Coyotes aren't wiley enough to avoid Monticello trapper

The coyote harvest increased from 2,500 in 2009 to 8,089 in 2010

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“I’m what you call a serious trapper,” said Larry Karels, who during the past season trapped and skinned 185 coyotes.

While most Iowans seldom if ever see a coyote, Karels, 64, of Monticello, has trapped more than 1,300 of the wily predators during the past decade — a tribute not only to his skill but also to the abundance of the adaptable canines.

“They’re getting thicker all the time, I’m telling you,” said Karels, who trapped 32 coyotes in five traps on a single farm this year. This year’s take also includes 270 raccoons, 70 opossums, 40 each of fox and skunk and about 50 beavers.

Karels, who started trapping in 1957, has taught himself to think like his quarry. “I can look over a farm for five minutes and tell you where the coyote is going to cross,” he said.

“Larry can catch them. No doubt about that,” said Craig Sweet of St. Charles, president of the Iowa Trappers Association, a 39-year trapping veteran who himself took 38 coyotes off a 310-acre farm this season.

During the height of the season, Karels deploys hundreds of traps, including 120 set specifically for coyotes. He trapped 17 coyotes in a single day this year but did not get up a sweat carrying the 35- to 40-pound critters out of their haunts.

“If you’re walking, you’re wasting time,” said Karels, who traps from 4 a.m. until dark during the season and spends his evening hours skinning and stretching his catch.

Karels’ sets are invisible but not necessarily unsmellable. They appeal to the coyote’s irresistible urge to mark its territory, he said.

He manufactures vile but alluring potions whose ingredients, like many of his techniques, are proprietary secrets. Aspiring expert trappers pay $400 a day to accompany Karels on his daily rounds.

Karels, who provides animal control services for the city of Monticello, sets traps in Jones and three adjacent counties, always at the request of landowners desiring control of nuisance animals. Coyotes are a threat to both pets and livestock, while the dams built by beavers often impound water that encroaches on farm fields, he said.

Thriving coyotes

Department of Natural Resources furbearer biologist Vince Evelsizer confirms that coyotes are thriving in Iowa.

“The population is quite strong, despite a continuous open season on them, but they are good at staying off the radar and avoiding human encounters,” he said.

Though harvest statistics are not available for the current trapping season, Evelsizer said the coyote harvest increased from 2,500 in 2009 to 8,089 in 2010.

Sightings by bow hunters, a key wildlife survey tool for the DNR, increased markedly from 2009 to 2010, but declined slightly in some parts of the state this fall.

While coyotes prey mainly on mice and rabbits, packs of coyotes work together to “run deer into the ground,” he said.

Karels said his annual trapping income varies with the price of furs. At an average price of $25 per pelt, this year’s coyote harvest would yield about $4,600.

In addition to his trapping income, Karels cuts and sells large volumes of firewood and raises and sells produce from his extensive garden.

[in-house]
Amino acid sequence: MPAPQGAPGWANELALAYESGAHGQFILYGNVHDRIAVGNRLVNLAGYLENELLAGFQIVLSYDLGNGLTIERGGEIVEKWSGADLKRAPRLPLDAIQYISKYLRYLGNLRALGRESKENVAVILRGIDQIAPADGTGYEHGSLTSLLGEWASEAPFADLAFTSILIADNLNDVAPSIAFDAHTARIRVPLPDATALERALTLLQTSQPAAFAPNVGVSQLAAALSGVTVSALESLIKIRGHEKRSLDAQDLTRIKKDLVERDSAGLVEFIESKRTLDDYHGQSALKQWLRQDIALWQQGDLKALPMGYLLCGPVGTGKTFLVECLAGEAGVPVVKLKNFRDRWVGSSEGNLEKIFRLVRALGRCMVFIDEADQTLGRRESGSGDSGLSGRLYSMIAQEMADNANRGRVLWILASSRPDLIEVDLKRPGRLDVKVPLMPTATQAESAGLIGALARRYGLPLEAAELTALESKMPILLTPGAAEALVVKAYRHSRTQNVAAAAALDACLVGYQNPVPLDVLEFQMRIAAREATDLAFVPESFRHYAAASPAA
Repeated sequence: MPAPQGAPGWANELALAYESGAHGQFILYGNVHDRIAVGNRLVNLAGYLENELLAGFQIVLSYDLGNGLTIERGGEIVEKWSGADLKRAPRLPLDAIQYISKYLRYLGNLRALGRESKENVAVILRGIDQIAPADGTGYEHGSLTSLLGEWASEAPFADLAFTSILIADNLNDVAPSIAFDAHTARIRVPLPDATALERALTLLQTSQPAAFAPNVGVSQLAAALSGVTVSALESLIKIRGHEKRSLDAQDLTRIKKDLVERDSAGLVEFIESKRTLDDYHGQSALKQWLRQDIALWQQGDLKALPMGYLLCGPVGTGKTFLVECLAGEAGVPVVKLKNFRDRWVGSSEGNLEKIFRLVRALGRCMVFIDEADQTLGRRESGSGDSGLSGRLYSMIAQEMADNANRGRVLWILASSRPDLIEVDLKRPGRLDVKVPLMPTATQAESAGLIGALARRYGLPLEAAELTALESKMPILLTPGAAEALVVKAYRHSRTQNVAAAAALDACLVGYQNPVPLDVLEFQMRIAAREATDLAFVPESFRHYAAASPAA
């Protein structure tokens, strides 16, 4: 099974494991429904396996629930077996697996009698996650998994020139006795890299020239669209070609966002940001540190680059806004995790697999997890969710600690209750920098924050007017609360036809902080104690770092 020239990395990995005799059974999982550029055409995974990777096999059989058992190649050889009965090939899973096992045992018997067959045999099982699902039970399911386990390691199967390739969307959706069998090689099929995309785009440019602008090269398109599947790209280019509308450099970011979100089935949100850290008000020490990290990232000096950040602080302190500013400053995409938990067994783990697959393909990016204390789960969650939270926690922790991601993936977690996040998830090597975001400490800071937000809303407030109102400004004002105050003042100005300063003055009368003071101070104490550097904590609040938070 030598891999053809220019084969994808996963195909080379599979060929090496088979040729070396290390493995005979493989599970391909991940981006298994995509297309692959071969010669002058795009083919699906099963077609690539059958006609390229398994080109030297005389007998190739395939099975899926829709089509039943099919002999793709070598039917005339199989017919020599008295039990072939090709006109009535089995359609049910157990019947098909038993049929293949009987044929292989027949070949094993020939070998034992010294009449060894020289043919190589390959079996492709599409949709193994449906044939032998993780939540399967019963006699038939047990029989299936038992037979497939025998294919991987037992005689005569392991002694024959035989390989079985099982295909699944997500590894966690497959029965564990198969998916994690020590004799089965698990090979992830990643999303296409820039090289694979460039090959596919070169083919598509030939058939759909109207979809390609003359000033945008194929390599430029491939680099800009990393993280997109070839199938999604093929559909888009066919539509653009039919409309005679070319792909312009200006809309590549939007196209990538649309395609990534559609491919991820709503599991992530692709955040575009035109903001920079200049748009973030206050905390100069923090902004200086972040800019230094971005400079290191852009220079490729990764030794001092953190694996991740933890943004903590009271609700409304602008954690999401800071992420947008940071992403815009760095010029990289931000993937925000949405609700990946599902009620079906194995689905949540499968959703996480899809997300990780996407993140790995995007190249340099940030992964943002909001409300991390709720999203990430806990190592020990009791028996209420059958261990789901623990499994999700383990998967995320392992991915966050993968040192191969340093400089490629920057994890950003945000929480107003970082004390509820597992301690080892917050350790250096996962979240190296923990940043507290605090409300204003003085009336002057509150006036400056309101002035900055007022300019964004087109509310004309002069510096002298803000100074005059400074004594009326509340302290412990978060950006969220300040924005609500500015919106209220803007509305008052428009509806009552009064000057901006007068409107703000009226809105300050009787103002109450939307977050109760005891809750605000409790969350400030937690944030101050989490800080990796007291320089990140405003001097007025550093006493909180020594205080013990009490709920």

When he’s not extracting his living from nature, he pursues walleyes and catfish in the Wapsipinicon and Maquoketa rivers.

Escape from stress

Karels said his time alone outdoors helps him cope with the post-traumatic stress disorder that still plagues him from his service as an Army medic in Vietnam.

After 27 years with a road construction crew, Karels said he became so moody that he had to retire.

“I’d go out in the timber all day and sit around crying. There was no thinking about it. It (suicide) was going to be done,” he said.

Karels, who is on 50 percent disability from the Army, said he is alive today only because of the ongoing care he receives from the Iowa City Veterans Affairs Health Care System.

In February and March, Karels concentrates on beaver, which can be even more trap-wary than coyotes. Few Iowans trap them, he said, because they are hard to catch and because skinning them is so much work.

Karels, who for 20 years trapped beaver on contract for the state of Arkansas, said he once made a $100 bet with an Arkansan who fancied himself a rapid beaver skinner.

“I went first and finished in 2 minutes and 47 seconds. He just handed me the hundred dollars and left,” Karels said.

Coyotes in Iowa

  • Coyotes were prevalent in Iowa at the time of settlement but they were considered varmints and persecuted extensively. Though they were never completely extirpated, they became quite rare in the 1920s.
  • By 1937, coyotes had staged a modest comeback and were considered occasional and irregular throughout Iowa.
  • Coyote numbers began to increase noticeably in the 1950s. One factor that likely contributed to the growth was the corresponding increase in whitetail deer, which coyotes prey upon, according to the Department of Natural Resources.
  • Since the 1970s, coyote harvests have generally been in the range of 6,000 to 12,000 per year.
  • Coyote populations are somewhat self-regulating in that they have the ability to produce larger litters when numbers are down and smaller when numbers are high, the DNR said.

Sources: Department of Natural Resources and “A Country So Full of Game: The Story of Wildlife in Iowa” by James J. Dinsmore


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